Anthroposophy has Something to Add to Modern Sciences
Rudolf Steiner used a different style in these lectures. It is more in the academic register of Central Europe for the second decade of the 20th century. Once in a while, however, he was remarkably colloquial, so that I wished I could have more insight into the situation in the lecture room—who was there, and what needs did the initiate perceive as he spoke to his audience.
As the German-language editors state, the shorthand records are incomplete in places, and this is noted in the text where it is the case.
Translation proved a difficult bridging exercise between then and now. I have taken the register down a little, with great caution, to make the text reasonably accessible to the general reader of today. At the same time I have tried to keep the ‘feel’ of the style, and left sentences long where the spirit of the English language would permit this. It is also the first volume by Rudolf Steiner where I have had to put ‘[sic]’ on a few occasions, as the German original seemed unusual, at least to my understanding. I have been careful not to rewrite or improve on the original. It has been my experience that difficult passages invite us to bear them in heart and mind until illumination comes. This may often take a long time, but the results can be remarkable.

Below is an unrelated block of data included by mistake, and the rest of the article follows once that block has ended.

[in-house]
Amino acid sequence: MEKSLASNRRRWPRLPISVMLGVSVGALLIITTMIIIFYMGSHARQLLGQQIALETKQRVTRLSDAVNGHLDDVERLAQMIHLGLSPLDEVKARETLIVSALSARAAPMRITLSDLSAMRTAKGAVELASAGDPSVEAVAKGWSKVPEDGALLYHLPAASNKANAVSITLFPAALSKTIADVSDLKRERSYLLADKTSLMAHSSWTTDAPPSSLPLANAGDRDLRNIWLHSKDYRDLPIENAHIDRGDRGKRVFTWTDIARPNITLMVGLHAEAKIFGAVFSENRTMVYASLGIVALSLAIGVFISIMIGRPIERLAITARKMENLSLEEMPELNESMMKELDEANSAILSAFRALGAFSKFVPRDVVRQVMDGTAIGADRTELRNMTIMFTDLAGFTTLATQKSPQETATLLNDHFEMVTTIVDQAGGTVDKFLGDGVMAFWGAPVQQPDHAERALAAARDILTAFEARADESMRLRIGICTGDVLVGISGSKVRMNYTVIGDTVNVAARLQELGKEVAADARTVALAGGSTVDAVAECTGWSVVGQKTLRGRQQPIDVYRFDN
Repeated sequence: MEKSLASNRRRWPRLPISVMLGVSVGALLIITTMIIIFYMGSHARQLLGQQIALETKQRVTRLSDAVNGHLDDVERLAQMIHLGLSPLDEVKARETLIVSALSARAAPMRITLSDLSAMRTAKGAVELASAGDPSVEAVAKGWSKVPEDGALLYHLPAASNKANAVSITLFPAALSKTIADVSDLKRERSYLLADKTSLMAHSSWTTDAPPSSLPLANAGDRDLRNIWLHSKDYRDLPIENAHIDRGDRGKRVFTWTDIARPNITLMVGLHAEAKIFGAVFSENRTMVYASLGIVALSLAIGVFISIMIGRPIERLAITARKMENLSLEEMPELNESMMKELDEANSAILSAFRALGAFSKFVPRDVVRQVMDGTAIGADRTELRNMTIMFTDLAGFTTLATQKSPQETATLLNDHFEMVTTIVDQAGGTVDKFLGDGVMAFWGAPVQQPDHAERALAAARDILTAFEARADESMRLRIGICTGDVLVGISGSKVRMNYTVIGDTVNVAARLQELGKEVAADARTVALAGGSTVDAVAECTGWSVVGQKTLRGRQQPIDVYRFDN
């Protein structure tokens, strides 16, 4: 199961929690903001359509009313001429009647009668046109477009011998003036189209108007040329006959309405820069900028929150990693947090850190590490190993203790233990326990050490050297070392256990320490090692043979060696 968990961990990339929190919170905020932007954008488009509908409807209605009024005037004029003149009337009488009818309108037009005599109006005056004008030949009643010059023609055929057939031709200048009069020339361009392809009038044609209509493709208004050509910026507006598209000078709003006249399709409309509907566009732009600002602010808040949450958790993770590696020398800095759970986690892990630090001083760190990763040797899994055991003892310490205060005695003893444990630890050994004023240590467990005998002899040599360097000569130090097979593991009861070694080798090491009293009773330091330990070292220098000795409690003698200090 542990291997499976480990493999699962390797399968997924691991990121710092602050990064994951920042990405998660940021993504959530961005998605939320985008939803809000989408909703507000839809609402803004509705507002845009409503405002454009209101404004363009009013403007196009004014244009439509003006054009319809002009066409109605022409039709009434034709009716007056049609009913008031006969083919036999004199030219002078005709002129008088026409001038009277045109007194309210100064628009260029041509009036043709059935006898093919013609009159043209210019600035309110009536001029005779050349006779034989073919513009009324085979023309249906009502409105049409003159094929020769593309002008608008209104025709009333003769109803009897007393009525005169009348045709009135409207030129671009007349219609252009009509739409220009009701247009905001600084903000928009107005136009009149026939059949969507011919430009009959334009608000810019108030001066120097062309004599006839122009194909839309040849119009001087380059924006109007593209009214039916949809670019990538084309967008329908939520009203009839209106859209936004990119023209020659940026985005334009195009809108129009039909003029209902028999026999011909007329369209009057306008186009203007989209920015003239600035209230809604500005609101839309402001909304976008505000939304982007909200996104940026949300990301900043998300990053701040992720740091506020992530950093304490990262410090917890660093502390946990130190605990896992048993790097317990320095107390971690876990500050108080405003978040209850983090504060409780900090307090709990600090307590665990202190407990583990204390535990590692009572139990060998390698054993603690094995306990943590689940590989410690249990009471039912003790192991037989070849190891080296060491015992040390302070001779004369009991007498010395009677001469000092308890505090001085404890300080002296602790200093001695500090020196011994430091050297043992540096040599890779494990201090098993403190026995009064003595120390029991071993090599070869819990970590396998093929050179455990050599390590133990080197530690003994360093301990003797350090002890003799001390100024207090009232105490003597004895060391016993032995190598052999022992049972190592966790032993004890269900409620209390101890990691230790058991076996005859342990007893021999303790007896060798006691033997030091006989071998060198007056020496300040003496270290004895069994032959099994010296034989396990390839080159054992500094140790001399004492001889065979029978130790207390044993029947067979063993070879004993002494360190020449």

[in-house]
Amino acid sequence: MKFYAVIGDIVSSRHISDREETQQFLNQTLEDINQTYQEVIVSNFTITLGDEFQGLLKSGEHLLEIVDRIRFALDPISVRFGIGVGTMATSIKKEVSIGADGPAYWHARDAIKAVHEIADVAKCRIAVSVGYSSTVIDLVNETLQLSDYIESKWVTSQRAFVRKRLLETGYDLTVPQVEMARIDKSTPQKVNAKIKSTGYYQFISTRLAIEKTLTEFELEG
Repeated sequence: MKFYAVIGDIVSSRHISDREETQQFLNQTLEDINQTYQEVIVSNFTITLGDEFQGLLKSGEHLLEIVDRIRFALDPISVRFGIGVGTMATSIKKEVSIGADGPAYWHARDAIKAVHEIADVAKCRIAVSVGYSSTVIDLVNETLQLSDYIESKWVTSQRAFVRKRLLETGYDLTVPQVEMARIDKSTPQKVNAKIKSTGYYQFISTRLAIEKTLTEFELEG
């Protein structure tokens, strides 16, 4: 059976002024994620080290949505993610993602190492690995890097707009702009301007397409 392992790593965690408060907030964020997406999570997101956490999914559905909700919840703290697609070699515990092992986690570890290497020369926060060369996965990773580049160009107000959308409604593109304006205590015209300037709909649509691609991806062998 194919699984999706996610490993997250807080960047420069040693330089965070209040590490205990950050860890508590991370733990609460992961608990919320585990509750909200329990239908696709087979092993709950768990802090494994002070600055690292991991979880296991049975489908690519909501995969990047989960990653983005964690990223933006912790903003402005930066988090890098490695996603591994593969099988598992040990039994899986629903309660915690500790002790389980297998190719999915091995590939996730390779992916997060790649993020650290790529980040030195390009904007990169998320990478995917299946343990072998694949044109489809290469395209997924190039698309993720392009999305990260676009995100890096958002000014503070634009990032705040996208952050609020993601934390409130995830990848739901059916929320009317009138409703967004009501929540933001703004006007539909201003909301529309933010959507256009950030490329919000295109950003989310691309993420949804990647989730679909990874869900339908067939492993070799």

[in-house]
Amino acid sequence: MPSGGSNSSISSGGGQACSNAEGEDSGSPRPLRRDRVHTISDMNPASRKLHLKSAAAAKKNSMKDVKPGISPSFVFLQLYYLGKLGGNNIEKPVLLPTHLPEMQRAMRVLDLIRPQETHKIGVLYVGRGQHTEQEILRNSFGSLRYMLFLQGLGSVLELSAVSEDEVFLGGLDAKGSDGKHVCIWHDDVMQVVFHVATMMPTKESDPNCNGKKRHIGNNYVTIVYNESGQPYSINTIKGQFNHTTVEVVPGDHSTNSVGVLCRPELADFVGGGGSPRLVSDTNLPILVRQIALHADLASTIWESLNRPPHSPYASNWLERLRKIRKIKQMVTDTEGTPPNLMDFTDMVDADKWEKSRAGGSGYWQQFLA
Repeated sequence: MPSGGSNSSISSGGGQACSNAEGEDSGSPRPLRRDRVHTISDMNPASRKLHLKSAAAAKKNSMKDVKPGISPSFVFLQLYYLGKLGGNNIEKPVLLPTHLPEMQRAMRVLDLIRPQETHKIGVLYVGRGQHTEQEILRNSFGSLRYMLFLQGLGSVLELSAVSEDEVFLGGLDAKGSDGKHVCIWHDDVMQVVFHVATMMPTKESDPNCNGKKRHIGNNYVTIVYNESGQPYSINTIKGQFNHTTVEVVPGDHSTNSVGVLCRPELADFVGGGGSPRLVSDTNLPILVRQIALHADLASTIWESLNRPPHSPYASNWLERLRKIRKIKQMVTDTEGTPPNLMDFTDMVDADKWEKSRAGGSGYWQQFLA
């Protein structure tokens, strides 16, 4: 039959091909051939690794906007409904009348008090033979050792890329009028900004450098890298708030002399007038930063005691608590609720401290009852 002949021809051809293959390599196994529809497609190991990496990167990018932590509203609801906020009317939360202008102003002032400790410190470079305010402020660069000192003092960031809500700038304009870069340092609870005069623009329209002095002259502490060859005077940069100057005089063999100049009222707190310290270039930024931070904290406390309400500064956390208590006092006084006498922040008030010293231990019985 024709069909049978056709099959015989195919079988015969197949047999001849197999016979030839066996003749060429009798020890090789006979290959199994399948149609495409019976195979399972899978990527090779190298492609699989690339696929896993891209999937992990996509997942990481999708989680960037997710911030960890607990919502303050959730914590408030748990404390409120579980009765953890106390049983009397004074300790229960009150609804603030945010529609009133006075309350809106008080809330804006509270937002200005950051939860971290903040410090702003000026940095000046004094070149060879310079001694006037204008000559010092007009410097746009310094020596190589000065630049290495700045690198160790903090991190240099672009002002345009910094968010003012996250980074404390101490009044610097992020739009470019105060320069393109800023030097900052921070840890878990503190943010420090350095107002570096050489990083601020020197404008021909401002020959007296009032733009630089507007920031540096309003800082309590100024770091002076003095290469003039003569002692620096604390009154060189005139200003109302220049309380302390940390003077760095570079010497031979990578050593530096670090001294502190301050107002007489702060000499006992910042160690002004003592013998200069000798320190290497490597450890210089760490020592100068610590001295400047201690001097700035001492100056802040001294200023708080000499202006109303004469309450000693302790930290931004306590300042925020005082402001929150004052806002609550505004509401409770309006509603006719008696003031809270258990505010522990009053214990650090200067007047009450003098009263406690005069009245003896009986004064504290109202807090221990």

New insights can be gained from these lectures not only by people working in the sciences concerned but also by the general reader. I hope many will do so.
Anna R. Meuss
Surbiton, September 2002